First of all, there are numerous options on the market and each has a slightly different set of functionalities to consider. On top of that, setting up a data warehouse without a good complementary tool can be extremely difficult. In fact, it usually takes a lot of engineering hours to get it right.
It’s definitely not the type of thing you would want to change your mind about after you’ve started the implementation.
But, there’s no need to be afraid of it. There are ways to make the process easier. Let’s go through this issue and point everything you should consider before implementing a data warehouse at the office and choosing your data warehouse tools.
First, what is a data warehouse?
They are mainly intended to perform queries and analyses and often possess large amounts of historical data. Also, the data within a data warehouse is usually coming from a wide scope of sources such as application log files and transaction applications.
The main task of data warehouses is to centralize and consolidate large amounts of data from multiple sources.
Their analytical capabilities allow organizations to gather valuable business insights from their data to improve decision-making. A data warehouse would build a historical record over time that can be of great value to data scientists and business analysts.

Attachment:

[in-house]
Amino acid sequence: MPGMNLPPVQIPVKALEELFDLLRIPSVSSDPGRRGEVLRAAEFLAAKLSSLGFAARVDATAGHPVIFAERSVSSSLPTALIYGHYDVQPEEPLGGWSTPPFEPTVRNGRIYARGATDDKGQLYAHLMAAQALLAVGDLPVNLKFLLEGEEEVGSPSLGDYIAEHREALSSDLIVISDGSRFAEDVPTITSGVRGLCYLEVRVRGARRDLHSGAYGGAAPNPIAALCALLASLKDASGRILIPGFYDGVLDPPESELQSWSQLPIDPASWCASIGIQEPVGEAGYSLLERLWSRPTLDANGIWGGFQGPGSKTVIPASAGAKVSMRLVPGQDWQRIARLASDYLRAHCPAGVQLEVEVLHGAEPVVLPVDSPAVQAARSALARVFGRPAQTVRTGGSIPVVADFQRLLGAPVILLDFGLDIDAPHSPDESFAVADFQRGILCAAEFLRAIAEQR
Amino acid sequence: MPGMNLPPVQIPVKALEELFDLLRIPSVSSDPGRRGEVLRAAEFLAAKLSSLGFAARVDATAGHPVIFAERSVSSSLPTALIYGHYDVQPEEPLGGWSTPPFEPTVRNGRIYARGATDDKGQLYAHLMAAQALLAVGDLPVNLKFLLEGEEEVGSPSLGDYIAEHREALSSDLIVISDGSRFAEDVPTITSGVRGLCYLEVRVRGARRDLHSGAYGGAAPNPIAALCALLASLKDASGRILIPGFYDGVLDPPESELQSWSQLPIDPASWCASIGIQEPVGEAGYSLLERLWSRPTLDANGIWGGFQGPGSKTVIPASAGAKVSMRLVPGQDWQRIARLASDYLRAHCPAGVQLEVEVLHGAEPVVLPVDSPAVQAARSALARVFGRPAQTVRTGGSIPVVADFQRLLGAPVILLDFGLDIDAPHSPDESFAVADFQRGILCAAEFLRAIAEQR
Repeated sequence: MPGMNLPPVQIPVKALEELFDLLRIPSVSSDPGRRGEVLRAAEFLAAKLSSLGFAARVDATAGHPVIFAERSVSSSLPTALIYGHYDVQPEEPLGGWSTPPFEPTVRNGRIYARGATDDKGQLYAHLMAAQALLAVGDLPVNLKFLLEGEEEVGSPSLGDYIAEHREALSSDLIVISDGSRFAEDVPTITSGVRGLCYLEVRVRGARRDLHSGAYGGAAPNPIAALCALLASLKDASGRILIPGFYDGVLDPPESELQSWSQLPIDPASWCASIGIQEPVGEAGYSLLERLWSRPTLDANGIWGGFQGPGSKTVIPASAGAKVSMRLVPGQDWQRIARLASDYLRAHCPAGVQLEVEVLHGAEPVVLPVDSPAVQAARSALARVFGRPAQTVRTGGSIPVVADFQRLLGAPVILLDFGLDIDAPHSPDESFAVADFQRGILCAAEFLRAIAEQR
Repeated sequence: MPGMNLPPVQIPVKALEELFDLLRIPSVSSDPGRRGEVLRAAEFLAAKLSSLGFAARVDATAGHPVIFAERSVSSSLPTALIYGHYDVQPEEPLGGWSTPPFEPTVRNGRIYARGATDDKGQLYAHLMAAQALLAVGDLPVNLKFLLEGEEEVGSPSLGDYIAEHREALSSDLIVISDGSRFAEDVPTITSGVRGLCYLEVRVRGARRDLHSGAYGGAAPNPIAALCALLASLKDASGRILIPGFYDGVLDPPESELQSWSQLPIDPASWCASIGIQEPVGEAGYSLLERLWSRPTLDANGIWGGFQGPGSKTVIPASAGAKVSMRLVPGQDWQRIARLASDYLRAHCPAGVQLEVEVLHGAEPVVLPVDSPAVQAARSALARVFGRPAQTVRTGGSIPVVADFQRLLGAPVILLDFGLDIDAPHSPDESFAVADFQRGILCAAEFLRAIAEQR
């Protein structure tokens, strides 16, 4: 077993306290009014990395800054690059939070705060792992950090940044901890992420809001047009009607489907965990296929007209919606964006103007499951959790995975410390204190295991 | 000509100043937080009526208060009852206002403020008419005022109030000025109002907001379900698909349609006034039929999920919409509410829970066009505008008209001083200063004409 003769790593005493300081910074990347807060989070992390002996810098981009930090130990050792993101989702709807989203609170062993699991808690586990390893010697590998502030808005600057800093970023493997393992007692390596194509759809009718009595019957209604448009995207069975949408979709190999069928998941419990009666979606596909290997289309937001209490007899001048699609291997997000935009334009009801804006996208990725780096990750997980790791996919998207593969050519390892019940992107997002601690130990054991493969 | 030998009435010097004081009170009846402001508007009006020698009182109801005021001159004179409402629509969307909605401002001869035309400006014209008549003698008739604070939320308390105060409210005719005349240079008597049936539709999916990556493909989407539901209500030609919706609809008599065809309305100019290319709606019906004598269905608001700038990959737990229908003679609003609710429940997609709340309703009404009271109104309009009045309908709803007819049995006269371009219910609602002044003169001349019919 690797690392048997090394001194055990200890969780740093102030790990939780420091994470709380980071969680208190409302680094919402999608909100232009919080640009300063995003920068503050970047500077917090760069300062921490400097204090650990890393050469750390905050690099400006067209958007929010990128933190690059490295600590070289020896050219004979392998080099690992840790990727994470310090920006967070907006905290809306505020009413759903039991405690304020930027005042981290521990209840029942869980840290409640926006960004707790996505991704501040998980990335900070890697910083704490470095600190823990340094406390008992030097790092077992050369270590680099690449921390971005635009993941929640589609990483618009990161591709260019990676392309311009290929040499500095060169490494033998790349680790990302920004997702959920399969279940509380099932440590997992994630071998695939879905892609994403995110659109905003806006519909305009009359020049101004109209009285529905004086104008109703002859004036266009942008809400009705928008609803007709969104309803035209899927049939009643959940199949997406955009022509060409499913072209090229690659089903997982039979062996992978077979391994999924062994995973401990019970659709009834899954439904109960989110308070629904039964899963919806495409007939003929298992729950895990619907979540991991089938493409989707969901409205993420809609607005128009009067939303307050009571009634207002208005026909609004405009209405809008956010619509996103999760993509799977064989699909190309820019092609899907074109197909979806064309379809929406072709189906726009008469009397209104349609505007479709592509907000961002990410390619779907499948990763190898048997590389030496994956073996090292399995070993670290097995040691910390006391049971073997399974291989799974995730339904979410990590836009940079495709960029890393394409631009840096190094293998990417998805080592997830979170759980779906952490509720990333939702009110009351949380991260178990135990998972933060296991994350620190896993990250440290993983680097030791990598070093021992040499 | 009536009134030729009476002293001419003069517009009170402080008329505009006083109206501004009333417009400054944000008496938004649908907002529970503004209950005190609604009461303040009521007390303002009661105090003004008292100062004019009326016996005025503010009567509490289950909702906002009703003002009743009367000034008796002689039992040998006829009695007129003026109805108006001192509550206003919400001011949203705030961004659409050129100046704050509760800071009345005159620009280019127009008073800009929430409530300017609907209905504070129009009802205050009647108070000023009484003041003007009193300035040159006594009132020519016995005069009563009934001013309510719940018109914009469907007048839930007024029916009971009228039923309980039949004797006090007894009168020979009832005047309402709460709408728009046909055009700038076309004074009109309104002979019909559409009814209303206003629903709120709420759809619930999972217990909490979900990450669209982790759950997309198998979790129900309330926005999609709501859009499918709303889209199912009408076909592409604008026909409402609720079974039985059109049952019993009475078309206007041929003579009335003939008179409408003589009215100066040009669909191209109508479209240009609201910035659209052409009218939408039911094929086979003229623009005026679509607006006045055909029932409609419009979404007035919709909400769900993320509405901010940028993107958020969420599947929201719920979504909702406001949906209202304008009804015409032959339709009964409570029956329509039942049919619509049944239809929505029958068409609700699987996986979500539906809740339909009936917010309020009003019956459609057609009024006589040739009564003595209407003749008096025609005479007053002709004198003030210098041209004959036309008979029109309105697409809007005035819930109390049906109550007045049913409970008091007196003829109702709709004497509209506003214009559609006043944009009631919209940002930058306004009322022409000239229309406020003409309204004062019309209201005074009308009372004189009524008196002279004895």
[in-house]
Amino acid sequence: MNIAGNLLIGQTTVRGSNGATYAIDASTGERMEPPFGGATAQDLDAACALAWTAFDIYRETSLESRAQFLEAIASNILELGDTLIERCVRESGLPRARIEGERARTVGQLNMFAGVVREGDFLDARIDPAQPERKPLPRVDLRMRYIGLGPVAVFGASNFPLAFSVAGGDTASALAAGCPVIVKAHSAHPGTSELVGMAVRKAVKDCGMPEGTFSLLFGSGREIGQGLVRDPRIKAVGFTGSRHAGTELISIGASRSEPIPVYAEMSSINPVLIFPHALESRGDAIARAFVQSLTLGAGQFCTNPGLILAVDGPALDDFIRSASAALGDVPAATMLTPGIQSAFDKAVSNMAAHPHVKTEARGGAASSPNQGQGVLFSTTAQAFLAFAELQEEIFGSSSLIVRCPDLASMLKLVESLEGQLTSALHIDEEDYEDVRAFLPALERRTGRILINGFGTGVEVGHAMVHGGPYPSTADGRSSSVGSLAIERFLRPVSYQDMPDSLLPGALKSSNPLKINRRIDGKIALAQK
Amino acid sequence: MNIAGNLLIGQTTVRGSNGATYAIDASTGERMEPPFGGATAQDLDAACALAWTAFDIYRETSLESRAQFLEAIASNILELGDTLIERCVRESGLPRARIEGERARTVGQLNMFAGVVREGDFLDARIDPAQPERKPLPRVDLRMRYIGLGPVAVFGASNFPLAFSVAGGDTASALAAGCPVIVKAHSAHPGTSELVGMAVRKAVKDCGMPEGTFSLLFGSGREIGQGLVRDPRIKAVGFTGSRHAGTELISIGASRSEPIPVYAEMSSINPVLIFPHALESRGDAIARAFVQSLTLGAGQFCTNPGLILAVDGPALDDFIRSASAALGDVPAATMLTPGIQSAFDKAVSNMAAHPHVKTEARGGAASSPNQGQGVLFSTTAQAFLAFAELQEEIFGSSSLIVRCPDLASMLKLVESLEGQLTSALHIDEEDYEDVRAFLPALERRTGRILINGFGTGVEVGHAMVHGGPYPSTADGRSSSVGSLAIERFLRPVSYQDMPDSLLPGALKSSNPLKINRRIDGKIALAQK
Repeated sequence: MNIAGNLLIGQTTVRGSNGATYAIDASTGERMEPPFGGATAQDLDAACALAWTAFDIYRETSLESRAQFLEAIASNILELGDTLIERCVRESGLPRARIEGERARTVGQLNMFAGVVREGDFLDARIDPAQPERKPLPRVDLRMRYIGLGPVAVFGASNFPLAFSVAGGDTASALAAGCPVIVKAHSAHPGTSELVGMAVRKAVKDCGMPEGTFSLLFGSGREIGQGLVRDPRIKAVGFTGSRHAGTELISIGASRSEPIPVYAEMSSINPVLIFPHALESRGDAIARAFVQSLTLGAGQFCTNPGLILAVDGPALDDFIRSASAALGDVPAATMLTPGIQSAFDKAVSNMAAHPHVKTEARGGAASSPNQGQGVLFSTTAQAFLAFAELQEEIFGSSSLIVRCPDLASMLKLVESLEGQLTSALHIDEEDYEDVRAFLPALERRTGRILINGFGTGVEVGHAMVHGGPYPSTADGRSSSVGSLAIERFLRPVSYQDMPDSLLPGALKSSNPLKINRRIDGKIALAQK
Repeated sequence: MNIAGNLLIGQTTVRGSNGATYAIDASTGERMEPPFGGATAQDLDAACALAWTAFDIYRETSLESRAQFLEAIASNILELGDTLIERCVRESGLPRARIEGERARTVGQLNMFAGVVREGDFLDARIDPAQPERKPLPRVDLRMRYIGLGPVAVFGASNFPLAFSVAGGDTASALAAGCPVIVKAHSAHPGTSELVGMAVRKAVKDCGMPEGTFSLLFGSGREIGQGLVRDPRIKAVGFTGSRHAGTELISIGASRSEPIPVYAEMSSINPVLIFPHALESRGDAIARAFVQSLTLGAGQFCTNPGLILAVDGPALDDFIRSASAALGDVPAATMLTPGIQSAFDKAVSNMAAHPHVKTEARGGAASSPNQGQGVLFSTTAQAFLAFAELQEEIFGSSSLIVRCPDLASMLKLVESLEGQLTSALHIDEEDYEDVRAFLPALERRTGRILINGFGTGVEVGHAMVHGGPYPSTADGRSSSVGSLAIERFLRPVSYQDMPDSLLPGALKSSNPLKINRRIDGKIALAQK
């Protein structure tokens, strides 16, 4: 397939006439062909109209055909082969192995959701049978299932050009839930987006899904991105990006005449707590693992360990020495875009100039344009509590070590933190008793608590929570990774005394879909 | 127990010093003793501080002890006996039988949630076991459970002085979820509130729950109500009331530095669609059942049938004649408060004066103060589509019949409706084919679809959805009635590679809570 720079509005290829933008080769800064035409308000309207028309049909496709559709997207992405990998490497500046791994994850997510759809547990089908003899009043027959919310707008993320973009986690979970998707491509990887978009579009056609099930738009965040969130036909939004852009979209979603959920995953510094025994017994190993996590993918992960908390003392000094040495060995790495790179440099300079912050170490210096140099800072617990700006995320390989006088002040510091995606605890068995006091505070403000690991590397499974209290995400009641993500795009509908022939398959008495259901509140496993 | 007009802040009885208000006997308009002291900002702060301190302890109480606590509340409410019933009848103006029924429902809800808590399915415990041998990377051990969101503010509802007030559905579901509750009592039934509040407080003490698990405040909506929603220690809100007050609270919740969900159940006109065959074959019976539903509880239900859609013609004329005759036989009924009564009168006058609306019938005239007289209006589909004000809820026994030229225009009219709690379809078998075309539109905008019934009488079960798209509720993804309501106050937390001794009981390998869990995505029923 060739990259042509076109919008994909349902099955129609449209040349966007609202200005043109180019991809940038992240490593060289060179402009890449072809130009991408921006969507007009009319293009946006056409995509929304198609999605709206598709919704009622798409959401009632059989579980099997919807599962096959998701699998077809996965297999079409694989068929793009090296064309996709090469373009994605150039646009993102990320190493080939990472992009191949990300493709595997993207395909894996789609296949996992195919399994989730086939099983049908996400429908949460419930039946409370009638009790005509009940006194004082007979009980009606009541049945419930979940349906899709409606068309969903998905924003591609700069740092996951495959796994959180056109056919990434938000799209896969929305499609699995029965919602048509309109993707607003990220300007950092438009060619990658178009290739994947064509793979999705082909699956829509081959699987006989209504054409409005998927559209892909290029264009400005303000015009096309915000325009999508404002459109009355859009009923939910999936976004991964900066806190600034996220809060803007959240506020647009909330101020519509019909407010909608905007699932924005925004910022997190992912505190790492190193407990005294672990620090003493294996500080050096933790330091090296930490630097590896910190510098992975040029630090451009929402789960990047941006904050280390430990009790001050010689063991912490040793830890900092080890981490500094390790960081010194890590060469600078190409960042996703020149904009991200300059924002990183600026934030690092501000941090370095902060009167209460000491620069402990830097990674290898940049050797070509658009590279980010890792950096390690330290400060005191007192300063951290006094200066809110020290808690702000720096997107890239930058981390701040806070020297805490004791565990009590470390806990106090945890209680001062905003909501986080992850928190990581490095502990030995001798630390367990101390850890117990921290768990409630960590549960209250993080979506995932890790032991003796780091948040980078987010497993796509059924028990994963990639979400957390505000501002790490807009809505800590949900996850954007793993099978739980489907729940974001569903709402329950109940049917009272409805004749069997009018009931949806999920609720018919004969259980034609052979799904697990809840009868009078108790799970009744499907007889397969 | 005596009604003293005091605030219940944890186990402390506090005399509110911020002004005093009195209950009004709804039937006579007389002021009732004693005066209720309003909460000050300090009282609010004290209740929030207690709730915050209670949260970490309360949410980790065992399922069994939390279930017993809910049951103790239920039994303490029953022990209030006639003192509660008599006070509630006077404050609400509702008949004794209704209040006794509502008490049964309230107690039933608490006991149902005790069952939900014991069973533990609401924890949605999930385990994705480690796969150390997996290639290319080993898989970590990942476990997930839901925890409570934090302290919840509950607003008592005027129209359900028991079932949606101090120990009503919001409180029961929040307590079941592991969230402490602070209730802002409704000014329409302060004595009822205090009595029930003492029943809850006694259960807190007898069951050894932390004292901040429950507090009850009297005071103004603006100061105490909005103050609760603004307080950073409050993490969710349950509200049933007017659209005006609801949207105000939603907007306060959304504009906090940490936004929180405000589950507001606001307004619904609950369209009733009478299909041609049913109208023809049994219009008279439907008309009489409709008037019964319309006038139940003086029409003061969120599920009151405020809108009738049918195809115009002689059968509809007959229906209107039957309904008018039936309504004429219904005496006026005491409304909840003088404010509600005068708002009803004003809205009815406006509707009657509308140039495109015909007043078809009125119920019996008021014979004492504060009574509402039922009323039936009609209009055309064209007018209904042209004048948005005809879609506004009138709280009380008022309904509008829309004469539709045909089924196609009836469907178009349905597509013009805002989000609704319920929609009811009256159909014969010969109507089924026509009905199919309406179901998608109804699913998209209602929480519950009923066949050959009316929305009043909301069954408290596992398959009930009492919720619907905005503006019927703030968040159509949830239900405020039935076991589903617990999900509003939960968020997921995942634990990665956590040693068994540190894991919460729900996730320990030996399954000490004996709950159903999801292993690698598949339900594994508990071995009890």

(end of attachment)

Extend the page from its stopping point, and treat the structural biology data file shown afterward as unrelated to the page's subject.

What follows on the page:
Why do you need data warehouse tools?
As it was mentioned, data warehouses act like storages of information that comes from one or several sources.
For instance, an eCommerce business can use it to integrate and combine customer information. It includes customer email addresses, the cash register, comment cards, and so on.
Its main advantage is its role in streamlining data for business intelligence (BI). In other words, the process of ETL in a data warehouse is important for the smooth flow of data from one architectural tier to another.
Keep in mind that contrary to traditional ones, modern data warehouses automate the repetitive tasks involved in creating, developing, and deploying a data warehouse design to meet new business requirements.
This is the main reason why many companies use these tools to gather important insights that help them make better and more informed decisions.
What should good data warehouse tools have?
Above all, you should look for tools that have key characteristics that can help your business in more than one way:
- Data filtering. Make sure that your process can detect and remove invalid, incomplete, or outdated records from the source datasets. You can achieve this with a tool that filters the data for you.
- Data transformation and loading. This means changing data into a format that is compatible with the databases to make data loading simple. Some of these management tools offer built-in transformations.
- Business intelligence (BI) and data analysis. Data warehousing and BI are two different but connected technologies that assist businesses in making better decisions. Make sure your tools have good BI functionalities because they can help generate better business insights.